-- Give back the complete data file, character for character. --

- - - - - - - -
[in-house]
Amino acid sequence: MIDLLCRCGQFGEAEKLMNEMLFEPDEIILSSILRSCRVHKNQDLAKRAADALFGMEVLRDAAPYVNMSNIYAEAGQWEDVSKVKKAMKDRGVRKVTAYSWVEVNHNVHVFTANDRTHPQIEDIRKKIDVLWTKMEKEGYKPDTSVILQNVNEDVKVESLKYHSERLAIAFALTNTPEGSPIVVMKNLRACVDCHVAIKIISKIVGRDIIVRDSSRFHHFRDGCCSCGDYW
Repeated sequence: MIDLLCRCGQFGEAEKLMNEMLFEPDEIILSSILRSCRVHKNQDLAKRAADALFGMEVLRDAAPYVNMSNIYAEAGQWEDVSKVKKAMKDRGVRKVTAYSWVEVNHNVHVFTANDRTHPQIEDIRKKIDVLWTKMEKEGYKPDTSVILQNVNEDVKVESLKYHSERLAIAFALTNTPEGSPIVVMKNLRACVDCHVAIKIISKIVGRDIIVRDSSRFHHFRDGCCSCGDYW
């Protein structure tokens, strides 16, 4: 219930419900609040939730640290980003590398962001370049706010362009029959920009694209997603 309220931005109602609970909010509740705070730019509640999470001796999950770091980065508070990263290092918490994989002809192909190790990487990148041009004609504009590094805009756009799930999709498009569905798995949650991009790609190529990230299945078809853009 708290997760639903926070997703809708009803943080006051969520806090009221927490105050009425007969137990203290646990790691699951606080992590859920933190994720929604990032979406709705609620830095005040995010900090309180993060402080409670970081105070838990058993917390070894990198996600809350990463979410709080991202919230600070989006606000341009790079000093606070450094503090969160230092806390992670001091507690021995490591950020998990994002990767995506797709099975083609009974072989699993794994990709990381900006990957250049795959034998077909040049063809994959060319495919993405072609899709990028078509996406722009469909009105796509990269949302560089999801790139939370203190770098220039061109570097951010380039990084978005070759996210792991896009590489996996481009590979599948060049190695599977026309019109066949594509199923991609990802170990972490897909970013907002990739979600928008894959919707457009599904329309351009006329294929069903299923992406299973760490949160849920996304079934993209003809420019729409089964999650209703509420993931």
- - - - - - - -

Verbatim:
[in-house]
Amino acid sequence: MIDLLCRCGQFGEAEKLMNEMLFEPDEIILSSILRSCRVHKNQDLAKRAADALFGMEVLRDAAPYVNMSNIYAEAGQWEDVSKVKKAMKDRGVRKVTAYSWVEVNHNVHVFTANDRTHPQIEDIRKKIDVLWTKMEKEGYKPDTSVILQNVNEDVKVESLKYHSERLAIAFALTNTPEGSPIVVMKNLRACVDCHVAIKIISKIVGRDIIVRDSSRFHHFRDGCCSCGDYW
Repeated sequence: MIDLLCRCGQFGEAEKLMNEMLFEPDEIILSSILRSCRVHKNQDLAKRAADALFGMEVLRDAAPYVNMSNIYAEAGQWEDVSKVKKAMKDRGVRKVTAYSWVEVNHNVHVFTANDRTHPQIEDIRKKIDVLWTKMEKEGYKPDTSVILQNVNEDVKVESLKYHSERLAIAFALTNTPEGSPIVVMKNLRACVDCHVAIKIISKIVGRDIIVRDSSRFHHFRDGCCSCGDYW
């Protein structure tokens, strides 16, 4: 219930419900609040939730640290980003590398962001370049706010362009029959920009694209997603 309220931005109602609970909010509740705070730019509640999470001796999950770091980065508070990263290092918490994989002809192909190790990487990148041009004609504009590094805009756009799930999709498009569905798995949650991009790609190529990230299945078809853009 708290997760639903926070997703809708009803943080006051969520806090009221927490105050009425007969137990203290646990790691699951606080992590859920933190994720929604990032979406709705609620830095005040995010900090309180993060402080409670970081105070838990058993917390070894990198996600809350990463979410709080991202919230600070989006606000341009790079000093606070450094503090969160230092806390992670001091507690021995490591950020998990994002990767995506797709099975083609009974072989699993794994990709990381900006990957250049795959034998077909040049063809994959060319495919993405072609899709990028078509996406722009469909009105796509990269949302560089999801790139939370203190770098220039061109570097951010380039990084978005070759996210792991896009590489996996481009590979599948060049190695599977026309019109066949594509199923991609990802170990972490897909970013907002990739979600928008894959919707457009599904329309351009006329294929069903299923992406299973760490949160849920996304079934993209003809420019729409089964999650209703509420993931």